By Mahmoud Tim Kargbo.
The government of Sierra Leone slashed fuel levies to bring the pump price down with an expectation to make the commodity affordable and available for the general good. So why are customers in Sierra Leone still facing artificial scarcity and are paying record prices to fuel up?
Considering the huge amount of international hard currencies the government is giving fuel companies, the drastic tax cut done by the government of Sierra Leone and the huge amount of revenue the government is losing in these tax cuts which fail to reflect on the current pump price, right-minded nationals are still asking why the fuel companies aren’t facing new government inquiries to determine if high fuel prices are the result of anti-competitive practices—the kind of review that will put the government in a better position to properly ascertain the reason(s) why measures like fuel tax cuts and the provision of international hard currencies for fuel importers aren’t reflecting on the current pump price of fuel in Sierra Leone.
We all understand the government of Sierra Leone cannot control world oil prices, but it is responsible for over 50 per cent of the pump price in taxes. If the primary purpose of these levies was purely to make money for the government, it means the government must cut down on taxes even though it is losing a huge amount of money to fuel importers and dealers (Connex).
The government of Sierra Leone further went on to provide international hard currencies for fuel importers and dealers (Connex) in order to make the commodity affordable and available to consumers to alleviate the suffering of the majority.
With all this, the fuel pump price is already far too high and the marketers, in a specific case an importer and marketer (Connex) is a part of the cabal to force the government to sell fuel at 21,000 Leones per litre.
The question is if government taxes are increasing the pump price of fuel above 50% and the government has drastically cut down on these taxes, why are these fuel marketers creating the current artificial scarcity in order to really force the government to increase the pump price to 21,000 Leones per litre?
GOVERNMENT INTERVENTION IN THE INDUSTRY
Bank of Sierra Leone Foreign Exchange allocation from March to May 2022 – 47 million US dollars.
Petroleum Subsidies to keep pump prices below the market price:
2020 – 66.7 billion Leones
2021 – 248.9 billion Leones
2022 – 200.5 billion Leones
Aggregate – 516.18 billion Leones
– Oil Marketing Companies’ monthly foreign currency demand is USD 30 million. (Source: Government Strategic Communication Unit).
Sierra Leone, like other nations, is reeling from sticker shock as the price of fuel soar in the wake of the Russia-Western proxy war that’s currently going on in Ukraine. Over the weekend, the cost of a litre of petrol in Sierra Leone topped Le 25,000 (black market) for the first time in history. At the same time, the government of Sierra Leone continue to assist petrol importers with international hard currencies and tax cuts with a sense to make the commodity affordable and available in all parts of the country.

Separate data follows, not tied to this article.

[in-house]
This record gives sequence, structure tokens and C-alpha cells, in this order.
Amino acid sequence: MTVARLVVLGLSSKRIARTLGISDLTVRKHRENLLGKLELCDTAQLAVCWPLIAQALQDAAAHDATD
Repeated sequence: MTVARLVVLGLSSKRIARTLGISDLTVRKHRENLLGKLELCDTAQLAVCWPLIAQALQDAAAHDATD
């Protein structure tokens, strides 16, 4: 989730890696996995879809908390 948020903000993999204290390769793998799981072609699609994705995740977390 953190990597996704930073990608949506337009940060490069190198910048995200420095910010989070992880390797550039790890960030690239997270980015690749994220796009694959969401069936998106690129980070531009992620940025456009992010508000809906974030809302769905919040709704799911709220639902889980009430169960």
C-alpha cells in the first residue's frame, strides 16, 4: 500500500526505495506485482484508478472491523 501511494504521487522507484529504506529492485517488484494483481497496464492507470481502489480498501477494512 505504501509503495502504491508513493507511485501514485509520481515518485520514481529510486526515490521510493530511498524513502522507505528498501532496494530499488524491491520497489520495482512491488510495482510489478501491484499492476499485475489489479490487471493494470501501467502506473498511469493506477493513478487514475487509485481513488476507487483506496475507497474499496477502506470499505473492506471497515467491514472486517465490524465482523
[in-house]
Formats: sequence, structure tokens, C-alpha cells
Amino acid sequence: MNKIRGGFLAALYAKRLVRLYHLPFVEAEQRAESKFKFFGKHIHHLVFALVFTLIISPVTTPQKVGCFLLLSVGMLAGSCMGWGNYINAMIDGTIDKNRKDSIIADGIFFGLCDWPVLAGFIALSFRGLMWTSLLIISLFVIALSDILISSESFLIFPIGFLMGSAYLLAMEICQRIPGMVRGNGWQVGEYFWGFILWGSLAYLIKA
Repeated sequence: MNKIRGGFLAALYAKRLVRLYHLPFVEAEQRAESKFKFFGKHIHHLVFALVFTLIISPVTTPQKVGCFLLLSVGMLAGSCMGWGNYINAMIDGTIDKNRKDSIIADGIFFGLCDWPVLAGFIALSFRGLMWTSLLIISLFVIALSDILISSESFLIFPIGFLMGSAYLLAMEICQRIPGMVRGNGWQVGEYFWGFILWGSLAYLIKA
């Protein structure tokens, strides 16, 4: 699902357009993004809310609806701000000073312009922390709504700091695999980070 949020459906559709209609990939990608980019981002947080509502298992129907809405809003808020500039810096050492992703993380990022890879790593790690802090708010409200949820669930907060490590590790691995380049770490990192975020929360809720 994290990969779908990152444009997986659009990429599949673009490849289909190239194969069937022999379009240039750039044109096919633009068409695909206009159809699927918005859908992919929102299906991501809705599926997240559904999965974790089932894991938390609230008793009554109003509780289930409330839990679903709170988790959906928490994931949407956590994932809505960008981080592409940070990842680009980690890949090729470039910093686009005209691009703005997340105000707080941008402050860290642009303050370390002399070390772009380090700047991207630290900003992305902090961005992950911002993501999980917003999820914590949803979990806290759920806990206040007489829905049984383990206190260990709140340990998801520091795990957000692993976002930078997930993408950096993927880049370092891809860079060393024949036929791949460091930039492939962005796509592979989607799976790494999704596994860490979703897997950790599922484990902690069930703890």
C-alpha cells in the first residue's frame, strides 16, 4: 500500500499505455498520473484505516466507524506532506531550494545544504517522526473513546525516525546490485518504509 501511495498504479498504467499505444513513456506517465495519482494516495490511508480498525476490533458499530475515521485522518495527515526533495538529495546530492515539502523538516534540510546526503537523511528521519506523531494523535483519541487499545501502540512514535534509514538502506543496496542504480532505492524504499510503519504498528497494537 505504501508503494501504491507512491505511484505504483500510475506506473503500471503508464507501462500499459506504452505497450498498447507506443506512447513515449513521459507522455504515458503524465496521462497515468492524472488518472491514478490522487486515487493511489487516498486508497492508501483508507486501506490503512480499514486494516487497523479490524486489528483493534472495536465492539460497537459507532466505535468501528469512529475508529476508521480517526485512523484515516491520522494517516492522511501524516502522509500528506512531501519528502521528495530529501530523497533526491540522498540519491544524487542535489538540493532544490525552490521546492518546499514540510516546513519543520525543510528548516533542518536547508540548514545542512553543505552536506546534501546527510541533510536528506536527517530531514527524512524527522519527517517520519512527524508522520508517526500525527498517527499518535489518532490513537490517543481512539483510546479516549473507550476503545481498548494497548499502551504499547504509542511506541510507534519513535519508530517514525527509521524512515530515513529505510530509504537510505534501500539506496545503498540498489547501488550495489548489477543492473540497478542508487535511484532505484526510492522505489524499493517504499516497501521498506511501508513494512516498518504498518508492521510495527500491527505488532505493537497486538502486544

Are oil companies colluding to keep fuel prices high?
The artificial scarcity and the surge in the current pump price should prompt government action to ascertain whether the huge amount of international hard currencies government keep issuing to fuel companies is being wisely used for the intended purpose. This is the time the government of Sierra Leone needs to arm the country’s competition authorities to come down hard on fuel companies that are failing to pass on the benefits of the present fuel tax cuts plus the international hard currencies help to consumers.
Oil companies in Sierra Leone may claim, of course, that the tax break and the international hard currencies government keep on issuing to them are overtaken by the cost of transporting fuel to the country and within the country. Part of the government’s inquiry will involve;
a probe into whether on a specific purchase, fuel importers are using all the international hard currencies they’re getting from the government to purchase fuel;
If yes, what is the class of fuel we are using in Sierra Leone?
What is the international price per barrel?
Is the amount commensurate to the international hard currencies the government is issuing out to these fuel importers on a specific order?
Are the wholesale price and transport stages of the fuel sector to determine if cost escalations are indeed behind the spike in pump prices?
The government of Sierra Leone must promise stiff fines if any anti-competitive activity that led to the current artificial scarcity is discovered. And such inquiries shall result in strict punitive action. Fuel importers and marketers must be forced to pass on tax cut benefits to their customers. Sierra Leone competition watchdogs should investigate if fuel companies in Sierra Leone are colluding to keep prices artificially high in a sense to make the government generally look bad.